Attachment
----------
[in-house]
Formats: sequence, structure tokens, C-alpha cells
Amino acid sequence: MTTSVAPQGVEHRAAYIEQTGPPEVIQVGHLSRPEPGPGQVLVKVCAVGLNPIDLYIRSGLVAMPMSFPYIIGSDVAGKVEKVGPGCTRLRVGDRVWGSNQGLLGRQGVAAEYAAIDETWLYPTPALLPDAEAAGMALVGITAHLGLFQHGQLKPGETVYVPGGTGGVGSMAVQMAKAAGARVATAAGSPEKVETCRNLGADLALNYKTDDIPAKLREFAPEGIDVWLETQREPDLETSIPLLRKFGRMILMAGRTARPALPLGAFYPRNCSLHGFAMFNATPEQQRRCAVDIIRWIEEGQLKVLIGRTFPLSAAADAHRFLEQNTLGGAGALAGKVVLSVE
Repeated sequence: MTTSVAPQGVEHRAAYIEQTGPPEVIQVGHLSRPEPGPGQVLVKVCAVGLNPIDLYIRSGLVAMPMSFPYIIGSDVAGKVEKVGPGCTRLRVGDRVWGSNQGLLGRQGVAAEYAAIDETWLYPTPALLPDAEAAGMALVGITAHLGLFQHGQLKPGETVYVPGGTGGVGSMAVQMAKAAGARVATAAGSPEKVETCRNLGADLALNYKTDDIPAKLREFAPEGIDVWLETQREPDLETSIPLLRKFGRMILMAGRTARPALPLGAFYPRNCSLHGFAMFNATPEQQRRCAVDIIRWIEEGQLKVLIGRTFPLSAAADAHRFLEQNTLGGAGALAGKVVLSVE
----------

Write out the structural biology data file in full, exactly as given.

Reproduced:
[in-house]
Formats: sequence, structure tokens, C-alpha cells
Amino acid sequence: MTTSVAPQGVEHRAAYIEQTGPPEVIQVGHLSRPEPGPGQVLVKVCAVGLNPIDLYIRSGLVAMPMSFPYIIGSDVAGKVEKVGPGCTRLRVGDRVWGSNQGLLGRQGVAAEYAAIDETWLYPTPALLPDAEAAGMALVGITAHLGLFQHGQLKPGETVYVPGGTGGVGSMAVQMAKAAGARVATAAGSPEKVETCRNLGADLALNYKTDDIPAKLREFAPEGIDVWLETQREPDLETSIPLLRKFGRMILMAGRTARPALPLGAFYPRNCSLHGFAMFNATPEQQRRCAVDIIRWIEEGQLKVLIGRTFPLSAAADAHRFLEQNTLGGAGALAGKVVLSVE
Repeated sequence: MTTSVAPQGVEHRAAYIEQTGPPEVIQVGHLSRPEPGPGQVLVKVCAVGLNPIDLYIRSGLVAMPMSFPYIIGSDVAGKVEKVGPGCTRLRVGDRVWGSNQGLLGRQGVAAEYAAIDETWLYPTPALLPDAEAAGMALVGITAHLGLFQHGQLKPGETVYVPGGTGGVGSMAVQMAKAAGARVATAAGSPEKVETCRNLGADLALNYKTDDIPAKLREFAPEGIDVWLETQREPDLETSIPLLRKFGRMILMAGRTARPALPLGAFYPRNCSLHGFAMFNATPEQQRRCAVDIIRWIEEGQLKVLIGRTFPLSAAADAHRFLEQNTLGGAGALAGKVVLSVE